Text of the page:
Courtesy Arup

In a new report entitled “The Urban Bio-Loop,” multinational professional services firm Arup proposes a new paradigm for developing building materials by upcycling food waste. Rather than continuing to utilize current waste management systems such as landfill, incineration, and composting, the researchers propose isolating certain types of refuse for incorporation into various building products.

“The use of organic waste in construction would possibly allow the exploitation of its untapped value with a positive impact not only from an environmental perspective but also from a technical, social, and economic standpoint,” researchers write in the 68-page report.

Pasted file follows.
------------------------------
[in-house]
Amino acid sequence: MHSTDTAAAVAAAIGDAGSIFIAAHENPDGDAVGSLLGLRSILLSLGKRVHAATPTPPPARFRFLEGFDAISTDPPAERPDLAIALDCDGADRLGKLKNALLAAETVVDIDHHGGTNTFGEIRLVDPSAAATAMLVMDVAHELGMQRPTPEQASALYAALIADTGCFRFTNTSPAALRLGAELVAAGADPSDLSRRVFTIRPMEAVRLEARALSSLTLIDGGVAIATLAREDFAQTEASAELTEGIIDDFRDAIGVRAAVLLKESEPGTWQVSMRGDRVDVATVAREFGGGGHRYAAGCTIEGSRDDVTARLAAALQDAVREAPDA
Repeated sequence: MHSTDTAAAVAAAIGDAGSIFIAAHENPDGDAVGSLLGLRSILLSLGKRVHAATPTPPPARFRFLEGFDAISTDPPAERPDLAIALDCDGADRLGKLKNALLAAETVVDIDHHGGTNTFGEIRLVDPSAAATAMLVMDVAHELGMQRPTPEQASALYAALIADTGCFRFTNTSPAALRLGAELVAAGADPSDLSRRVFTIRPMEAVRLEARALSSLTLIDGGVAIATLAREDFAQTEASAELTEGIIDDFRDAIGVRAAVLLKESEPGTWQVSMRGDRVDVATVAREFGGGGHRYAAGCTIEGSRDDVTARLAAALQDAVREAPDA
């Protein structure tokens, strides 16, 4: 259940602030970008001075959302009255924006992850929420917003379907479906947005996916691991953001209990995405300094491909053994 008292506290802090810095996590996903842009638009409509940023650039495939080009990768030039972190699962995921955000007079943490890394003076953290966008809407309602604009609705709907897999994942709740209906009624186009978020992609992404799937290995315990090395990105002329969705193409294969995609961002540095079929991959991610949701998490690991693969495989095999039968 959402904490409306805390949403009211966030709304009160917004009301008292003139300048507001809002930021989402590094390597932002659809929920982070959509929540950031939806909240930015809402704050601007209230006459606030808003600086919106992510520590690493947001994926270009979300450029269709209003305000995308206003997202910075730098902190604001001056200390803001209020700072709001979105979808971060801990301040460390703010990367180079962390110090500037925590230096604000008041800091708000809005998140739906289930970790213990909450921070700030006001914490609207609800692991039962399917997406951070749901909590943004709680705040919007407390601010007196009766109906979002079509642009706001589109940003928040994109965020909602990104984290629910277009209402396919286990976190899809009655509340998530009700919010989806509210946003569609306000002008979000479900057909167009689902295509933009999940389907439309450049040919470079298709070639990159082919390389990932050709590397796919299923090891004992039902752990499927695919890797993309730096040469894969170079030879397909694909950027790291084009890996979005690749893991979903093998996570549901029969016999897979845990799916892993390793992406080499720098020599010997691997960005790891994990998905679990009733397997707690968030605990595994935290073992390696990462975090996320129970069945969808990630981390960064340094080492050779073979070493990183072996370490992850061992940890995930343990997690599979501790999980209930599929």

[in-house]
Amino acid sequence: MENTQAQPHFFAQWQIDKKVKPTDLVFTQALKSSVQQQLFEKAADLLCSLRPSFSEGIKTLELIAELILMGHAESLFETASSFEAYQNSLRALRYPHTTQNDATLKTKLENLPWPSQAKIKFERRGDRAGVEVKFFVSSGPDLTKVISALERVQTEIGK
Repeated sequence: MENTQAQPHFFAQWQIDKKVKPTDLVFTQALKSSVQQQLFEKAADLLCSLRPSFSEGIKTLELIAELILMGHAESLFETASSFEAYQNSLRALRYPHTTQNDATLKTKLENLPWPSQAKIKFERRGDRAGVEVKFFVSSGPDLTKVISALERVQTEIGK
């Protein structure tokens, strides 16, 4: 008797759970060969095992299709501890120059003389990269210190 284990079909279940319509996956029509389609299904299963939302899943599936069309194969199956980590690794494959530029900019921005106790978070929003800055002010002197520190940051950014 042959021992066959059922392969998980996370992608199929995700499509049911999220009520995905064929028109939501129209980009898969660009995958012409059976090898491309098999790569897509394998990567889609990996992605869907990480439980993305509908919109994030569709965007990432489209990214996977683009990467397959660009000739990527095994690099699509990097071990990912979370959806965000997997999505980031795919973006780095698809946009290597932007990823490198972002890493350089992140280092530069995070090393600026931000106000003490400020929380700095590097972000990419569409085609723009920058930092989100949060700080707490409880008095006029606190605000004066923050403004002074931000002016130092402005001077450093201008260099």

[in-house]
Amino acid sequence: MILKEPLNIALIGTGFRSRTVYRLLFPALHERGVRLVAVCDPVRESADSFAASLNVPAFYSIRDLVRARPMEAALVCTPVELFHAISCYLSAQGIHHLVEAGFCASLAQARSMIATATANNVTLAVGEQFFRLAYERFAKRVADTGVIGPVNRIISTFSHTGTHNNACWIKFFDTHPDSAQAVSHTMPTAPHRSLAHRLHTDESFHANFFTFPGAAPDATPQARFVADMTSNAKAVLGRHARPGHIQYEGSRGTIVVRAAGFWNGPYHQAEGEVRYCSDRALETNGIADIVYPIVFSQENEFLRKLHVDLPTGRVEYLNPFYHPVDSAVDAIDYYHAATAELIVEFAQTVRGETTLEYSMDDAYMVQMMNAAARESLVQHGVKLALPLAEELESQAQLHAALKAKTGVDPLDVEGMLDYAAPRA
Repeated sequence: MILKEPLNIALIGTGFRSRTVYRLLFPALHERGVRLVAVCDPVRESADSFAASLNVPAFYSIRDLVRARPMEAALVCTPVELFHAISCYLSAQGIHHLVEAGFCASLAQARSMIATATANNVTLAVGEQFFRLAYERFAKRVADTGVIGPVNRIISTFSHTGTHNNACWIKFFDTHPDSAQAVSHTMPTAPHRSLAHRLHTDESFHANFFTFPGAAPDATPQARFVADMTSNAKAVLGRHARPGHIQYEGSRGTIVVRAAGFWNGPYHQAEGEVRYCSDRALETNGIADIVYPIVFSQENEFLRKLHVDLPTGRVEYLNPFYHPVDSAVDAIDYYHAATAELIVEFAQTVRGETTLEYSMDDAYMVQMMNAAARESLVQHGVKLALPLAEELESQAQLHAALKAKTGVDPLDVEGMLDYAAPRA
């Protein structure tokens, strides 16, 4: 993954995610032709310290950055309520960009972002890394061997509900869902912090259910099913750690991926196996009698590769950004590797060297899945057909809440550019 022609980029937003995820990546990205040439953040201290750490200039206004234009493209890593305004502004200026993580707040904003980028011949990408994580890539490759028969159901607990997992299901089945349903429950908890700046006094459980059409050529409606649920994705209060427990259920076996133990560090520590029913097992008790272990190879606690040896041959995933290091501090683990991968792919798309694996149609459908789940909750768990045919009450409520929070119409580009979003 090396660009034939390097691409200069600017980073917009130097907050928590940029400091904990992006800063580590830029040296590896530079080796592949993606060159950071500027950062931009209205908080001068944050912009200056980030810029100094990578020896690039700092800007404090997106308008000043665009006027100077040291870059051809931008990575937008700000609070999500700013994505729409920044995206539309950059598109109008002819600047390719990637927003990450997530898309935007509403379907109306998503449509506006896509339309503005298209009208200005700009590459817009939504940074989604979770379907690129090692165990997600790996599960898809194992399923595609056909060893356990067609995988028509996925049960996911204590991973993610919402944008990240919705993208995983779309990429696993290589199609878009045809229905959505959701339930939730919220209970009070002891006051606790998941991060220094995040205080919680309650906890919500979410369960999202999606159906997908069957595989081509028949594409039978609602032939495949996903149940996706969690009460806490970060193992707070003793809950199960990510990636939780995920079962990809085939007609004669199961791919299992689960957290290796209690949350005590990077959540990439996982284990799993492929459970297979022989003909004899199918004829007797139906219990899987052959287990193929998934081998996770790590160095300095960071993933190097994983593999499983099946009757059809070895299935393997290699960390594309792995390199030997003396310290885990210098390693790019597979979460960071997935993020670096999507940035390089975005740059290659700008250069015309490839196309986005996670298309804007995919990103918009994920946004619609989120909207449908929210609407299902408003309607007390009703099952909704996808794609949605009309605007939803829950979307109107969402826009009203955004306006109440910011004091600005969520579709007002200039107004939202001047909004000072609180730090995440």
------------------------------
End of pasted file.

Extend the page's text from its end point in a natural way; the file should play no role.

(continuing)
In addition to outlining the various environmental impacts of such an effort, the team also makes material recommendations. For example, they propose incorporating peanut shells into flat boards for interior partitions; utilizing potato peelings and cork for thermal insulation due to their low conductivity, fire performance, and water repellent capabilities; and integrating remnant fibrous materials from banana and pineapple harvesting that are both strong and lightweight into carpets and moquette.

Read the entire proposal below:

The Urban Bio-loop by architectmag on Scribd